At risk
After the city's finance director raised red flags about financial controls designed to safeguard public money, an outside review from a company hired by the city says Santa Fe has "extremely high risks of fraud" in its financial systems. Two employees have been placed on leave, reportedly including the city's assistant financial director. The review said she had virtually unlimited access to nearly every aspect of city finances. Santa Fe plans to hire a forensic accounting firm, but admits the city's financial systems are so far out of whack there may be no way to know if or how much money is missing.

Who wants the ribbon?
Wood Gormley Elementary School received a swell surprise yesterday, as faculty, staff and students learned the school has been nationally recognized as a Blue Ribbon School by the US Department of Education. It's one of just three schools across the state to earn the honor, which comes for not only being high-performing, but for narrowing the achievement gap between its students. Hopefully they're dishing out extra tater tots at lunch today.

Nuclear neighborhood
Meanwhile, on the Southside, SFR's cover story this week shows that Eberline, a company that made equipment to detect radiation, left toxic material shuttered inside a building on Airport Road. Santa Fe County had plans to build a park literally next door to a building that had americium and californium in an 80-gallon plastic bin that was sealed with duct tape and Velcro. Aaron Cantú digs into the mess and the cleanup.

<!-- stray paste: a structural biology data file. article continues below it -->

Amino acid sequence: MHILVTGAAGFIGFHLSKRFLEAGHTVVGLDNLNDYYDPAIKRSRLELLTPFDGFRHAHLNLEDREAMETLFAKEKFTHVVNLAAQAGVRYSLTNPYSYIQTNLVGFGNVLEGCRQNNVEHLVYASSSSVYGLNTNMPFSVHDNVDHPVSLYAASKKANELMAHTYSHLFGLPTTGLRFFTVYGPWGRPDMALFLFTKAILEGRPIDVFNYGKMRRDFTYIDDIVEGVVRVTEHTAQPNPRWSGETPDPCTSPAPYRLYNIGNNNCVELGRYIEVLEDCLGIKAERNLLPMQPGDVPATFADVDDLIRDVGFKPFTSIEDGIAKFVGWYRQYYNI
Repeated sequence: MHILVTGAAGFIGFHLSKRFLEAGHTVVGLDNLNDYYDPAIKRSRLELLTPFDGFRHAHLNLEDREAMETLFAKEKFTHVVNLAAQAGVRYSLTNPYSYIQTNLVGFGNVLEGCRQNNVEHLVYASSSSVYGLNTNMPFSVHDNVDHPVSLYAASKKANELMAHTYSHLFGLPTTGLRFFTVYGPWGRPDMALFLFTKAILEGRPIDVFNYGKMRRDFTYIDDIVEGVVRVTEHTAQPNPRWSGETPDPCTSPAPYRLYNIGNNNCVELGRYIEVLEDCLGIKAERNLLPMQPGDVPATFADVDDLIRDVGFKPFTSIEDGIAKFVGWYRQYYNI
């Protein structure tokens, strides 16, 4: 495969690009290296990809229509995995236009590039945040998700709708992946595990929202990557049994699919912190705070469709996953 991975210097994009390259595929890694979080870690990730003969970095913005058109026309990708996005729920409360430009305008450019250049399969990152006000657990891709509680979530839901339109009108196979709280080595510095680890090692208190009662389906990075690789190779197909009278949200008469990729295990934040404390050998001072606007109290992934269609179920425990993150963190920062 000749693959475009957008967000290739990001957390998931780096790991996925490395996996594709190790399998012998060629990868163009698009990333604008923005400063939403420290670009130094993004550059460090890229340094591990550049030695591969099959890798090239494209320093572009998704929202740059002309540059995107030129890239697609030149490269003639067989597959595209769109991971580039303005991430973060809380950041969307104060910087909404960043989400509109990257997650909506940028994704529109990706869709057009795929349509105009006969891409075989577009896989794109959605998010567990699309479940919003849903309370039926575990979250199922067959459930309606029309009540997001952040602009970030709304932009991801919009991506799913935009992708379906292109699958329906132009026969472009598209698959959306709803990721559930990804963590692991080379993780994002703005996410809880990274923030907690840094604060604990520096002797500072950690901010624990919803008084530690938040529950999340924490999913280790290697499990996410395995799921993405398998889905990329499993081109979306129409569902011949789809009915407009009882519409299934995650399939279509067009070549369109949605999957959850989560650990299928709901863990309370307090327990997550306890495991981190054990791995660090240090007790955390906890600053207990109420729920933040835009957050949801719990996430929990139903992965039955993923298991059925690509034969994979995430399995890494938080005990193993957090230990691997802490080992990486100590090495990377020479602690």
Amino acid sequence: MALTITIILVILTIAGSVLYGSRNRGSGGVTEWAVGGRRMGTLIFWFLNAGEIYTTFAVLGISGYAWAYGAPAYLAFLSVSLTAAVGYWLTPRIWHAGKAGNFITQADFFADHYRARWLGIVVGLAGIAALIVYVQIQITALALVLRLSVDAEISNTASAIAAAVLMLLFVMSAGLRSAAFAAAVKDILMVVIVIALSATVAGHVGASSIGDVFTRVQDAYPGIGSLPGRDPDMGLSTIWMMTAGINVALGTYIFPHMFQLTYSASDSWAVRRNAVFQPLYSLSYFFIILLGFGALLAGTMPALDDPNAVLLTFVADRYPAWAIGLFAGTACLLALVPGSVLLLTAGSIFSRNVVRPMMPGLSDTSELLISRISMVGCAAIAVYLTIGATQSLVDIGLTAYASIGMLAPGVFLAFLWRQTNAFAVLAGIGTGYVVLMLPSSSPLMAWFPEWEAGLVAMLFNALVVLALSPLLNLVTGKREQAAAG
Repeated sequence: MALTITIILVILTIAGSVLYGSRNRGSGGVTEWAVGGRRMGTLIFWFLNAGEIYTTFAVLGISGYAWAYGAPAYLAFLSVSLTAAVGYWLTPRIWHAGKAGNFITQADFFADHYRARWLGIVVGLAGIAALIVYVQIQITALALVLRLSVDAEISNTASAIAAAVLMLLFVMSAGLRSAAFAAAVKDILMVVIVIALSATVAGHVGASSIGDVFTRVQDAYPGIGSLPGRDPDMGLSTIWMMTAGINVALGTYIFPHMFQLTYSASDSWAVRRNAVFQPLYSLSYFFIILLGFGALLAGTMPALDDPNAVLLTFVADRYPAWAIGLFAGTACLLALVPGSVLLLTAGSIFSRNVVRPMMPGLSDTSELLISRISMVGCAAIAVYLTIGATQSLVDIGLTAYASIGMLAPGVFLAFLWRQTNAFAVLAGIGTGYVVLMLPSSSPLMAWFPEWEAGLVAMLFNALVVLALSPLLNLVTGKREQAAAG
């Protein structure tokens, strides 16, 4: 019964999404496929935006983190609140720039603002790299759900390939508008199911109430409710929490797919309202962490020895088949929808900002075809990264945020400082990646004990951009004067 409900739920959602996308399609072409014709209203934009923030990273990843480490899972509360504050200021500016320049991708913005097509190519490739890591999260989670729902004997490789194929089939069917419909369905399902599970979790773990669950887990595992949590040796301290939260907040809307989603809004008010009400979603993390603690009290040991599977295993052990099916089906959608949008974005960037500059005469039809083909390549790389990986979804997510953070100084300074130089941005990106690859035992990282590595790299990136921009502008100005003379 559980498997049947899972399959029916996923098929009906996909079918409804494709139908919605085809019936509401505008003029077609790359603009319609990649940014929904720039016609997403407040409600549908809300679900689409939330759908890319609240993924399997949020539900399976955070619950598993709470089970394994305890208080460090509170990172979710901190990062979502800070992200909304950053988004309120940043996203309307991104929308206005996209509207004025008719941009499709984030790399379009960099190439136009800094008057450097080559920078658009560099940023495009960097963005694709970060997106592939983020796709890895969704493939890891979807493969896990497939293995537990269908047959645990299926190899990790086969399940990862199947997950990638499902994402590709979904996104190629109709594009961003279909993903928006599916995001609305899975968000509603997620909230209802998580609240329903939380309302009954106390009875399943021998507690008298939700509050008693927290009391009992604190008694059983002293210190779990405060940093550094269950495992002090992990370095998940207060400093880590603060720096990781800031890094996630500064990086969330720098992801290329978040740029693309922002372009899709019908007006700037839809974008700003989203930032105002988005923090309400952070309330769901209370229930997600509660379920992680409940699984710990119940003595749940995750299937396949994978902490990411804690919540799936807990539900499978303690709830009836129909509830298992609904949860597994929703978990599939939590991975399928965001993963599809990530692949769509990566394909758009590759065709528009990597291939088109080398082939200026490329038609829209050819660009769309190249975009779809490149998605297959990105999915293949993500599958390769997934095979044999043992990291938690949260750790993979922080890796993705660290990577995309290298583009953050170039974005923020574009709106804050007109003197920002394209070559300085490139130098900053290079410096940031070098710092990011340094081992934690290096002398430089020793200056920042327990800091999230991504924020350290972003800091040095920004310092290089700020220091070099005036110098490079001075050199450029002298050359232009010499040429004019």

Cybersecurity in Española
Northern New Mexico College has a shiny new cybersecurity program. With help from the National Science Foundation and Los Alamos National Labs, the college is rolling out a series of classes designed to give students a foothold in what the growing field of computer experts playing defense against hackers and other countries.

New Mexico leads the nation in the rate of property crime. The ignominious distinction came from the latest FBI crime statistics. Albuquerque drove the state's crime stats, though Santa Fe did have a slight uptick, too. The state is also second in the nation for violent crime. Experts say it's indicative of problems in many areas, including drug use and socioeconomic issues. They also caution it's difficult to measure, because different agencies have different ways of tracking crime data the FBI uses.

New laws
The secretary of state has chaptered—made official—10 laws that were vetoed by Gov. Susana Martinez last March. Lawmakers from both parties sued the governor over what they say were vetoes that either missed a deadline or didn't contain a message required by the Constitution. The bills do things such as add graduation requirements, change local broadband access and make legal industrial hemp programs.

SFPS 'Teach-in'
Santa Fe's school board approved a 90-minute teach-in at district offices next month. Science teachers will gather Oct. 13 to teach lessons on evolution, climate change and other areas that have been edited out of proposed new science standards for the state. The Public Education Department holds a hearing on those standards three days later.

Santa Fe is getting a new fast-food chain. The closed-on-Sunday, one-time same-sex-marriage opposing Chik-fil-A plans to break ground on a restaurant on Cerrillos Road in the College Plaza shopping center.

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